Sickness absences cost the economy around £15bn a year. For employers, the financial costs of sick pay and other indirect costs of managing absence are estimated at £9bn per year.
It was to address these statistics that prime minister David Cameron announced an independent review of sickness absence – sponsored by the Department for Work and Pensions (DWP) and the Department for Business, Innovation and Skills (BIS), and led by Carol Black and David Frost.
The review found that every year 140m working days are lost to sickness absence. However, a significant number of absences last longer than they need to, and each year over 300,000 people fall out of work onto health-related state benefits.
There were also barriers to work for people with long-term health problems. Their 59 per cent employment rate compared with 77 per cent for those without a health condition – with the rate for those with mental health conditions being between 20 per cent and 35 per cent.
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“Clearly, there is still a huge challenge in making work the norm for people with relatively mild long-term conditions,” the report claimed. This is something that needs to be addressed, it said, given that there is evidence to suggest that the health of the population – and thus the workforce – will deteriorate in the coming decades.
Levels of disease in the workforce will increase, due partly to lifestyle, it claimed. Coupled with an ageing workforce this represents a major challenge for the economy. It will become increasingly important to emphasise that work is compatible with less than perfect health.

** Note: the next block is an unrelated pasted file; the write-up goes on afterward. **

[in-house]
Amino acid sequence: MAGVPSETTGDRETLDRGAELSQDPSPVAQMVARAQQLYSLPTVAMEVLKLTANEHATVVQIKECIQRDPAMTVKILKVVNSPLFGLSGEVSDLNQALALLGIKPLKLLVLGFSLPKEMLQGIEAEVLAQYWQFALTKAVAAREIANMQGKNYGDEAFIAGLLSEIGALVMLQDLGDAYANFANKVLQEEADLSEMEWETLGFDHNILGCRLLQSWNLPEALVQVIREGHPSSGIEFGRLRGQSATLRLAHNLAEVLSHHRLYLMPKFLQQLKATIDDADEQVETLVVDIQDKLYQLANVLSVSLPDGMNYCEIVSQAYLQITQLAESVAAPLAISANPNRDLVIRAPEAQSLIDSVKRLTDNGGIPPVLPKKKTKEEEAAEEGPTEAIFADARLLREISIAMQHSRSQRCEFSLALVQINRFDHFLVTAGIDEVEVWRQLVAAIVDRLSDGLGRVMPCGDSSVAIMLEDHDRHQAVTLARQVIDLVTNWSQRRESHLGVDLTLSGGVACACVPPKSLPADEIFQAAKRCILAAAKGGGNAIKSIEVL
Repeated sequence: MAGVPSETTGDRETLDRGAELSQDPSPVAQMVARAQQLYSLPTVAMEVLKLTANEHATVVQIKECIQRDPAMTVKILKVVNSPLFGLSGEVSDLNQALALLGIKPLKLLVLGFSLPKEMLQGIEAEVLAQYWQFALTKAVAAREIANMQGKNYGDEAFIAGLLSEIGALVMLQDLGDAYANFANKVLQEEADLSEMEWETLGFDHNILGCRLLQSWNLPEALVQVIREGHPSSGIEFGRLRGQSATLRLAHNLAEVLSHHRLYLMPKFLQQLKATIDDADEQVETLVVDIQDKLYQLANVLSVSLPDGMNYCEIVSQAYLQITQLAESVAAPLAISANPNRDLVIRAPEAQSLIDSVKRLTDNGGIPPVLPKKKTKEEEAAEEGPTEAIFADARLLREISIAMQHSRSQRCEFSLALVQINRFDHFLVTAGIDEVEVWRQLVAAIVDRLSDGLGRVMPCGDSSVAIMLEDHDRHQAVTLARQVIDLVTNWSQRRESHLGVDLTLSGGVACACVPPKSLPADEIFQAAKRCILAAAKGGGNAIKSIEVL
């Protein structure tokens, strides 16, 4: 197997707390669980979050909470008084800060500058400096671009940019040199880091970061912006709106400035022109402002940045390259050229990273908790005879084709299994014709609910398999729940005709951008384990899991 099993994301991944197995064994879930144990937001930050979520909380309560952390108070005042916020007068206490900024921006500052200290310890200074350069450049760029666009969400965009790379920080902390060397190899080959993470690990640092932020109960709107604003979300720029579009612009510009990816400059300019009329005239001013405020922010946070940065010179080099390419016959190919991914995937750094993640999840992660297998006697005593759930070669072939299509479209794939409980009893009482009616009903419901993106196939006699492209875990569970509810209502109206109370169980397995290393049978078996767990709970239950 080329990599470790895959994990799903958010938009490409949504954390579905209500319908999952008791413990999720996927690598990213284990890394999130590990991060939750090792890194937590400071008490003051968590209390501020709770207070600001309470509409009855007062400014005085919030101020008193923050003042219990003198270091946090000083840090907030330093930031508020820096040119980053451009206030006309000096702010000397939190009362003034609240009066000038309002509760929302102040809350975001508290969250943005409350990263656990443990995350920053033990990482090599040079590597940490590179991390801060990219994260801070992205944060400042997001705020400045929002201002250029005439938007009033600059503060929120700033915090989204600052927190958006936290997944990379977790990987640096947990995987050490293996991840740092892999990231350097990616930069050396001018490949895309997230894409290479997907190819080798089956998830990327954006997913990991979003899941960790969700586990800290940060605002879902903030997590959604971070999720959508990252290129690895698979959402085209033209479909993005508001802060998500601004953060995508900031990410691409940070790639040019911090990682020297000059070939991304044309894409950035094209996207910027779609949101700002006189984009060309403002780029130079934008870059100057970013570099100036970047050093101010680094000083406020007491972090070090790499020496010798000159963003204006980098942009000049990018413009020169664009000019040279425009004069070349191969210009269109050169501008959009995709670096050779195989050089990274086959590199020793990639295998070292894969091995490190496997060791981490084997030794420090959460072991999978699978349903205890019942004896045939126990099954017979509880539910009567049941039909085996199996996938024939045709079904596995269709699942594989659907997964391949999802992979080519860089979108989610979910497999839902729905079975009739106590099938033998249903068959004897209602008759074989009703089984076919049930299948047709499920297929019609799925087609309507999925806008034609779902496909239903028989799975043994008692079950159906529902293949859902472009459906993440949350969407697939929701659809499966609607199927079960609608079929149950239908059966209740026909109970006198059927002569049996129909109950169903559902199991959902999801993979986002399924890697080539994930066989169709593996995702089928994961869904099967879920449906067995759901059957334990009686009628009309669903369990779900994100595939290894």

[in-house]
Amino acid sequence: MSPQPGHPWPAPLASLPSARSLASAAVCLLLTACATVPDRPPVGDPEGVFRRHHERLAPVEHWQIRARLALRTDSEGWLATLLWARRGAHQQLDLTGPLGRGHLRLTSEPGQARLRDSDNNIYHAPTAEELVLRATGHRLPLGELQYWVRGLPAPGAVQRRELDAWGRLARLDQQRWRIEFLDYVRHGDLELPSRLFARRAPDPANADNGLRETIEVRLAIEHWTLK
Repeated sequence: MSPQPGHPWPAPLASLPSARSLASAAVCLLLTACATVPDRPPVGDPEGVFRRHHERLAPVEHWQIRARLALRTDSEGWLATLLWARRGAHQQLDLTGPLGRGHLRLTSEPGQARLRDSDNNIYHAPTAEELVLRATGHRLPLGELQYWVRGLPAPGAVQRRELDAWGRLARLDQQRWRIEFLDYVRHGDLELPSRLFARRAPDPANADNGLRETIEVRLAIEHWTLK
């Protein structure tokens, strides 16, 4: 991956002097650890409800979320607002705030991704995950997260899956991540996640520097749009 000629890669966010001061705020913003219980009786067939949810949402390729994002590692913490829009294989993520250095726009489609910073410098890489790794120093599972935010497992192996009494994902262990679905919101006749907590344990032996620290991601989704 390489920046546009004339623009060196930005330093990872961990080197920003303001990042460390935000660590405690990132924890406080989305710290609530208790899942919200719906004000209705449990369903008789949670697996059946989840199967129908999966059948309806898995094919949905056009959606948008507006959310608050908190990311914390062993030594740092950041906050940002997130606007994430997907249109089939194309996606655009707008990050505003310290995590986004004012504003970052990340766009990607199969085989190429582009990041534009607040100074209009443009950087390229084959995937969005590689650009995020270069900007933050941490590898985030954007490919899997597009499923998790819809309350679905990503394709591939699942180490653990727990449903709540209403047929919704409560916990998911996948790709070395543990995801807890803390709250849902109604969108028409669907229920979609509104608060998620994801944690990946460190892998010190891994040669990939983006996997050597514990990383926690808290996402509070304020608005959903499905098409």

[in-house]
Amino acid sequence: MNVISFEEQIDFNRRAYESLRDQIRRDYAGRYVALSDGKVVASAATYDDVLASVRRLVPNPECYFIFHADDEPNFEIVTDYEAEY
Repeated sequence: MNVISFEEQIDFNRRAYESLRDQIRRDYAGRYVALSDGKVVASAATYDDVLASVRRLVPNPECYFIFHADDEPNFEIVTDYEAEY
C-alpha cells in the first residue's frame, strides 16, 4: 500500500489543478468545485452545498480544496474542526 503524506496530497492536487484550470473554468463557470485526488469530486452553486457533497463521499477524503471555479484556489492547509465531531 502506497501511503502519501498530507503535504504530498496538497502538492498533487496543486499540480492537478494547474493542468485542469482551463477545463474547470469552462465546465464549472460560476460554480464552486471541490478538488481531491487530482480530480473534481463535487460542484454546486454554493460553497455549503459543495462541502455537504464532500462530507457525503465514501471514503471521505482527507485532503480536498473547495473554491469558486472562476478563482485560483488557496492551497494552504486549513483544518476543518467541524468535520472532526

Furthermore, it was a particular problem faced by those working in SMEs.
As a way to help fix the gap in provision, the government has launched a Fit for Work (FfW) health service.
Frost said: “Employers have asked for a service that will provide rapid access for their employees to get practical advice on the support they need to make a return to work. The evidence is clear – the longer a person is out of work the harder it becomes to make a successful return to their job.
“Now FfW has launched, all employees and employers across the country have access to free occupational health advice and support for the very first time. The service will provide much needed support, particularly to small businesses.”
Within two working days of a referral to FfW, the employee will receive an in-depth consultation with an occupational health professional who will explore all the issues that might be preventing a return to work.
The service aims to help the 70 per cent of employees who don’t currently have access to occupational health services. The government stressed its importance by suggesting that 74 per cent of employers in England and Wales feel that if they had more external support, employees would be able to return to work earlier following long term sickness absence. More than half of employers worry about contacting their sick employees in case they feel pressurised.
At the same time, 63 per cent of employees who have been off work for four weeks or more in England and Wales feel that with more external help they could have returned to work earlier following a prolonged period of sick leave.
By Shané Schutte
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